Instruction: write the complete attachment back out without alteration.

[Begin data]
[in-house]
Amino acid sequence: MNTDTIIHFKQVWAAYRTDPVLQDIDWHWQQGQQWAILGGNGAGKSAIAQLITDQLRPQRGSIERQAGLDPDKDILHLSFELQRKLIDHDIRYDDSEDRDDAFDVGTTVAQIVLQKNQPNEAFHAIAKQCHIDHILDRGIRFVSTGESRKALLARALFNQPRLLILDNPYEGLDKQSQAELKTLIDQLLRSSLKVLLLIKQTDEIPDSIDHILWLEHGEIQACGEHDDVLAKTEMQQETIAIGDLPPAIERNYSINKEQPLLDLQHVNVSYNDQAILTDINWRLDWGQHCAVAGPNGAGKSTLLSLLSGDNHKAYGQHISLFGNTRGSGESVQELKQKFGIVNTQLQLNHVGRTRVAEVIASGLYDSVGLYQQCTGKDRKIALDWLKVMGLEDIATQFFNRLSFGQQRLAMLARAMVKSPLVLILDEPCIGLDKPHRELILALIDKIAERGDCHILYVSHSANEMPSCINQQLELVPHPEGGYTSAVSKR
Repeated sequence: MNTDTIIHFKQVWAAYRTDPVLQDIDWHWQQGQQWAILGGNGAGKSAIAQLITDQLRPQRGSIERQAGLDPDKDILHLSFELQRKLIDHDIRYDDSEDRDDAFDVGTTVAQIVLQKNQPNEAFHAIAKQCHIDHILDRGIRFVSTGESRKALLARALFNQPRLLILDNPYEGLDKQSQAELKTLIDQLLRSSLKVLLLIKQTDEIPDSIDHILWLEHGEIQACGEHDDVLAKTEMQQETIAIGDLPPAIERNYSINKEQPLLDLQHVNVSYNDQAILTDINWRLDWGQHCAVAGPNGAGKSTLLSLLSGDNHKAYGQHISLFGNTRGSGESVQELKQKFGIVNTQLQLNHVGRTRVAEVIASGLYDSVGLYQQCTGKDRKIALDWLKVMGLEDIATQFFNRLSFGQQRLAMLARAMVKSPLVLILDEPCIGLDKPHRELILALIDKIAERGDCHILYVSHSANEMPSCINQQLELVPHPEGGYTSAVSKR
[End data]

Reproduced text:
[in-house]
Amino acid sequence: MNTDTIIHFKQVWAAYRTDPVLQDIDWHWQQGQQWAILGGNGAGKSAIAQLITDQLRPQRGSIERQAGLDPDKDILHLSFELQRKLIDHDIRYDDSEDRDDAFDVGTTVAQIVLQKNQPNEAFHAIAKQCHIDHILDRGIRFVSTGESRKALLARALFNQPRLLILDNPYEGLDKQSQAELKTLIDQLLRSSLKVLLLIKQTDEIPDSIDHILWLEHGEIQACGEHDDVLAKTEMQQETIAIGDLPPAIERNYSINKEQPLLDLQHVNVSYNDQAILTDINWRLDWGQHCAVAGPNGAGKSTLLSLLSGDNHKAYGQHISLFGNTRGSGESVQELKQKFGIVNTQLQLNHVGRTRVAEVIASGLYDSVGLYQQCTGKDRKIALDWLKVMGLEDIATQFFNRLSFGQQRLAMLARAMVKSPLVLILDEPCIGLDKPHRELILALIDKIAERGDCHILYVSHSANEMPSCINQQLELVPHPEGGYTSAVSKR
Repeated sequence: MNTDTIIHFKQVWAAYRTDPVLQDIDWHWQQGQQWAILGGNGAGKSAIAQLITDQLRPQRGSIERQAGLDPDKDILHLSFELQRKLIDHDIRYDDSEDRDDAFDVGTTVAQIVLQKNQPNEAFHAIAKQCHIDHILDRGIRFVSTGESRKALLARALFNQPRLLILDNPYEGLDKQSQAELKTLIDQLLRSSLKVLLLIKQTDEIPDSIDHILWLEHGEIQACGEHDDVLAKTEMQQETIAIGDLPPAIERNYSINKEQPLLDLQHVNVSYNDQAILTDINWRLDWGQHCAVAGPNGAGKSTLLSLLSGDNHKAYGQHISLFGNTRGSGESVQELKQKFGIVNTQLQLNHVGRTRVAEVIASGLYDSVGLYQQCTGKDRKIALDWLKVMGLEDIATQFFNRLSFGQQRLAMLARAMVKSPLVLILDEPCIGLDKPHRELILALIDKIAERGDCHILYVSHSANEMPSCINQQLELVPHPEGGYTSAVSKR